UPDATE 1-Italian business lobby slashes growth forecast, urges action
* Sees GDP up 0.2 pct this year, government sees 0.8 pct
* Deficit to be 2.9 pct GDP vs 2.6 pct government target
* Renzi seeking budget leeway at EU summit to help growth (Adds background and details)
ROME, June 26 (Reuters) - Italy's employers' association Confindustria on Thursday slashed its growth forecast for this year and urged Prime Minister Matteo Renzi to act quickly to turn around the euro zone's third-biggest economy.
Confindustria said the economy would expand 0.2 percent, a half percentage point lower than its 0.7 percent December forecast and far below the government's 0.8 percent target.
"The health of Italy's economy remains fragile," Luca Paolazzi, the group's chief economist, told reporters. "The slow-growth sickness has not been cured and the patient is still weak."
While Renzi's government, which took over in February, has given an "energetic impulse" to economic reforms, it must act quickly to boost investments, reduce taxes, overhaul wage dynamics, and free up credit for businesses, he said.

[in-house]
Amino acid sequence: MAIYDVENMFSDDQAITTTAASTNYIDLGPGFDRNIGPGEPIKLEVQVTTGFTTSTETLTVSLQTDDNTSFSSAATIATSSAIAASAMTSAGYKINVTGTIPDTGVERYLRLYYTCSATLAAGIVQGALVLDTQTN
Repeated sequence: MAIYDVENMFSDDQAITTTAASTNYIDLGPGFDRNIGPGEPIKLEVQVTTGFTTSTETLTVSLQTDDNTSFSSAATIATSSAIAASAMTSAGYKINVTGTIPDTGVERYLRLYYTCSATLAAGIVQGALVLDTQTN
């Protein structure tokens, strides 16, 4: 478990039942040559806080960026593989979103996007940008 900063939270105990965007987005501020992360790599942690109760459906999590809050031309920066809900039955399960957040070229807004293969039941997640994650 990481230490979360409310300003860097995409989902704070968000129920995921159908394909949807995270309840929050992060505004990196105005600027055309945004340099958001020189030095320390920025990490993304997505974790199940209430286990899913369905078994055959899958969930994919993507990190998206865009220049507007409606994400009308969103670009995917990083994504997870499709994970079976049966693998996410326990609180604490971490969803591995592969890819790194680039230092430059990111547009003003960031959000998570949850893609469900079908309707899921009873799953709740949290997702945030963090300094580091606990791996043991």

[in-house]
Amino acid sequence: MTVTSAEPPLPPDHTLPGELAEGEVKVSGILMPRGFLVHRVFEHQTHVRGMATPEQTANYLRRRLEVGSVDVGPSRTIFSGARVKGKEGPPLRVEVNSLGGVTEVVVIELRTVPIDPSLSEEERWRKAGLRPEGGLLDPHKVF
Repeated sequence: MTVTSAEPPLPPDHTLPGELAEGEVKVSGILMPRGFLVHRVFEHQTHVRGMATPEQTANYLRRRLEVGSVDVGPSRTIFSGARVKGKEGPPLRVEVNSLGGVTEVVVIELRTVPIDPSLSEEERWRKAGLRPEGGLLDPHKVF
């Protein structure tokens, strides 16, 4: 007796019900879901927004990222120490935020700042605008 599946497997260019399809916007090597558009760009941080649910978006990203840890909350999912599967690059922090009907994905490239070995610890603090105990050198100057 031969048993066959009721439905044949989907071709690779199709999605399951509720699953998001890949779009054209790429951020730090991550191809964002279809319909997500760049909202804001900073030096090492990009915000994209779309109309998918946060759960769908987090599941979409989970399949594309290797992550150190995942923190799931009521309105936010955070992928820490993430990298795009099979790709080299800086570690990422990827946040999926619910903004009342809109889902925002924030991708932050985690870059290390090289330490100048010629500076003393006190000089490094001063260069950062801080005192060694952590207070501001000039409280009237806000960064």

At a summit of European leaders today and tomorrow, Renzi is pushing for an interpretation of European Union budget rules that would give more leeway to countries making reforms. He has tied his support for former Luxembourg Prime Minister Jean-Claude Juncker to become the new European Commission chief to an agreement over the issue.
Renzi has the daunting task of trying to turn around Italy's economy, which has not grown for more than a decade. Youth unemployment has reached more than 40 percent and the country's debt hovers above 2 trillion euros ($2.7 trillion).
On Tuesday, Renzi, buoyed by a landslide victory in the European Parliament vote last month, said Europe's "high priests" of austerity risked condemning the region to permanent stagnation.
Italy takes over the EU's rotating, six-month presidency next week.
Though growth will be minimal this year, Confindustria said the economy grew 0.3 percent in the second quarter after shrinking 0.1 percent in the first. Growth is seen at 1 percent next year, it said.
The government forecasts gross domestic product will rise 0.8 percent in 2014 and 1.3 percent in 2015.
The budget deficit will remain just below the European Union ceiling of 3 percent of output, coming in at 2.9 percent, higher than the government's 2.6 percent goal, Confindustria said, and fall to 2.5 percent of GDP next year.
Debt in 2014 will come in at 135.9 percent of GDP compared with a government target of 134.9 percent, it said, and will fall to 135.1 percent in 2015. The government's goal is to shrink debt to 133.3 percent of GDP next year. ($1 = 0.7335 Euros) (Writing by Steve Scherer; Editing by Ruth Pitchford)